Still, these Neo style anomalies aside, I chugged on. From nylon stringed cheapy to electric cheapy, shredding as best I could using the overdrive button on a fifteen watt amp, I joined a school punk band where “Molly’s Lips” was a favourite cover if only because it consisted of two chords. Then a real guitar, an SG, and a real band with real gigs. A pedal board, delay pedals, an EP, a messy break up, another band with more pedals and more recordings. Then a folk band with acoustic guitars and finger picking that I’d spent months learning in my room at university and was finally getting to show off years later. Then yet more bands. And it goes on. But no success. Ever.
Being in a band is an incredible challenge. That’s another article in itself but suffice to say it’s a hideous drain on time and money, let alone the fact that it’s like being in a big, dysfunctional relationship with three other people. But it is the playing that makes it worthwhile. A riff you come up with at home suddenly springing to life when the drummer starts playing along, or the true excitement of writing something way above your supposed abilities at 11pm on a Sunday night when you’d only picked up the thing out of habit for five minutes.
It’s a magical experience, song writing. Some bloke in ELO (they were a band your Dad might like) once said you don’t write a song, you chase it. Never a truer word spoken. The flow, the quickening felt when the stars align and ideas begin to pour out; catching a song is euphoric. But the universe is a funny thing and it demands balance. The euphoria is matched mostly by hours of playing the same shit thing over and over feeling like you’re the stupidest person to ever dare pretend they could create something of note. Even the man himself, Jimi, said “Sometimes you’ll want to give up the guitar, you’ll hate the guitar. But if you stick with it, you’re going to be rewarded.” At least an Internet meme says he said that and that’s good enough for me. If he struggled, then it’s ok for us to struggle also.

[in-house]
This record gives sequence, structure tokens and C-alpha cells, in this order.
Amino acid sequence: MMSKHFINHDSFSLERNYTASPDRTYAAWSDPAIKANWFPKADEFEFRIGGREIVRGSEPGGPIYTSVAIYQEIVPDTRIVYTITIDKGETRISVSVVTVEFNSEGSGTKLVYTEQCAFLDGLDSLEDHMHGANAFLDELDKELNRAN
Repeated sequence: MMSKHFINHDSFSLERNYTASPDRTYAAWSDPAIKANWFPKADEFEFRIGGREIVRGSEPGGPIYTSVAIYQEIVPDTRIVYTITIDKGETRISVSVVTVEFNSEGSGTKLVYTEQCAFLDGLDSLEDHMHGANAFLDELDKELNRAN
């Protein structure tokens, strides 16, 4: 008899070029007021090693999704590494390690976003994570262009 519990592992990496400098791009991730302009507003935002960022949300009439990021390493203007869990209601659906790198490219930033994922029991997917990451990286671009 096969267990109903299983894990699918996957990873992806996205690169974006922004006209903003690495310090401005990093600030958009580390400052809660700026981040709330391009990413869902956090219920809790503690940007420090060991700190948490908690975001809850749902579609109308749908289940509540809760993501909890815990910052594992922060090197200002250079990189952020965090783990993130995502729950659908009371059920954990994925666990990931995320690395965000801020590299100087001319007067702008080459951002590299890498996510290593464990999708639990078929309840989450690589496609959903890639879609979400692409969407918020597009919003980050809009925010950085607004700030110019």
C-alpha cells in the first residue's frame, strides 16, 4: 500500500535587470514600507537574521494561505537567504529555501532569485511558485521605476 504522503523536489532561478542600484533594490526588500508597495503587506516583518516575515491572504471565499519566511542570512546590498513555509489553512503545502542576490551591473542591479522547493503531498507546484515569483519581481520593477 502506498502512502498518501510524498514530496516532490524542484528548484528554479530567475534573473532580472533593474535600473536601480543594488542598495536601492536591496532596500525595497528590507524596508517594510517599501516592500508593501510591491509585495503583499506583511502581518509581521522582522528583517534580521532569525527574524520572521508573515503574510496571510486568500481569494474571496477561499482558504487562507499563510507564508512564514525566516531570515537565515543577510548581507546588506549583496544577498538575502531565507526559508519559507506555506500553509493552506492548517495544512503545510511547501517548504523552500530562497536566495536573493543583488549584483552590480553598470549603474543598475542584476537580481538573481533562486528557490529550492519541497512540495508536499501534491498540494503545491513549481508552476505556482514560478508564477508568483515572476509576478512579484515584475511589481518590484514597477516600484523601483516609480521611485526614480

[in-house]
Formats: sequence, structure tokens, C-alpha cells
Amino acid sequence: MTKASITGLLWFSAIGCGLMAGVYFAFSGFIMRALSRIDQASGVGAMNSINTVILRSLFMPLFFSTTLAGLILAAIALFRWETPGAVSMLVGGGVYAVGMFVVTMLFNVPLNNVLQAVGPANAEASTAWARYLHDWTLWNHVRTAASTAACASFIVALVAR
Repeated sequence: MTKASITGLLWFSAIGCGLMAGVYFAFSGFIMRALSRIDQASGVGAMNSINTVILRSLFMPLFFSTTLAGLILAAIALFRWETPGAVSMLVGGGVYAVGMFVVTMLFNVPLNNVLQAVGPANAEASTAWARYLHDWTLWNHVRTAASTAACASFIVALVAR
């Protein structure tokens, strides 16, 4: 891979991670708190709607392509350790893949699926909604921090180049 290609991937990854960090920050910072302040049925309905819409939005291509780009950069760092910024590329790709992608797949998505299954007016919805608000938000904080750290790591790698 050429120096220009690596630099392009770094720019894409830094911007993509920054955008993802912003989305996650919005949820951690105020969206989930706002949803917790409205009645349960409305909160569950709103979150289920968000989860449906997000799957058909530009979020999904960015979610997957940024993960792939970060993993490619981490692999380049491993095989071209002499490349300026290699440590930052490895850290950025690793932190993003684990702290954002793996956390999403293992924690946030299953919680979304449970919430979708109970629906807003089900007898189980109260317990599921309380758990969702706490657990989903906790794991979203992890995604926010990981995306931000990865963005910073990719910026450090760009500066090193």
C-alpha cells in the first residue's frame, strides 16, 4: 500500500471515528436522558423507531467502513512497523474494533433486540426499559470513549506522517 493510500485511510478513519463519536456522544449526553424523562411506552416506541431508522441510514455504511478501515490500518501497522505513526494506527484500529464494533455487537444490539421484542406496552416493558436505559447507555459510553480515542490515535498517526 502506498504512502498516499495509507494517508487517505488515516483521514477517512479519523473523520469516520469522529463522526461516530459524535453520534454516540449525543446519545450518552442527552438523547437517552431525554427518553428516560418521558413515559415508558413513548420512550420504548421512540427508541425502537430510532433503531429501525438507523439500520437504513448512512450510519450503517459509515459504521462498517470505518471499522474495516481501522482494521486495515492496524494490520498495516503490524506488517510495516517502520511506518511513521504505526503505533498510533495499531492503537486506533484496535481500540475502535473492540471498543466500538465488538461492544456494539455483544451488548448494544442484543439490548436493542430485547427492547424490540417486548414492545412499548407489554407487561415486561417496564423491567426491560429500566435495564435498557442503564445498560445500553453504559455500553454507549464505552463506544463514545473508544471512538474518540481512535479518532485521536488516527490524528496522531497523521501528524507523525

In the last few years, I’ve been experimenting with home recordings, making demo tracks and putting them on soundcloud (see below). They might not be spectacular but it’s not about that. It’s the learning curve and personal victories contained within each track that matters. I’ve been so intrigued with the idea of song writing that it led me to run an informal Christmas song competition for the last four years on infamous and uncool music forum Drowned in Sound. Everyone taking part writes and records an original, festive themed track for an end of year album (also see below). Such a tool as song writing can be, last year I was able to submit something that actually came close to conveying the sadness I felt at facing my first Christmas without my Dad.
Throughout all of this, the friends and the fallouts, the recordings and the expenditure, the deeply unglamorous gigs and the personal challenges, the guitar remains a comforting constant. When my mind is bullied by anxious thoughts or consumed by the menace of work responsibility, I can pick up my creaking wooden acoustic and play something, anything, and it reconnects me to who I am. Yeah, I know that sounds wanky but I really can’t put it another way. It might, on the face of it, look like guitar hasn't done much for me, but the reality is it’s given back in ways I can’t truly explain or measure. Like I've told you already, it’s a spiritual thing.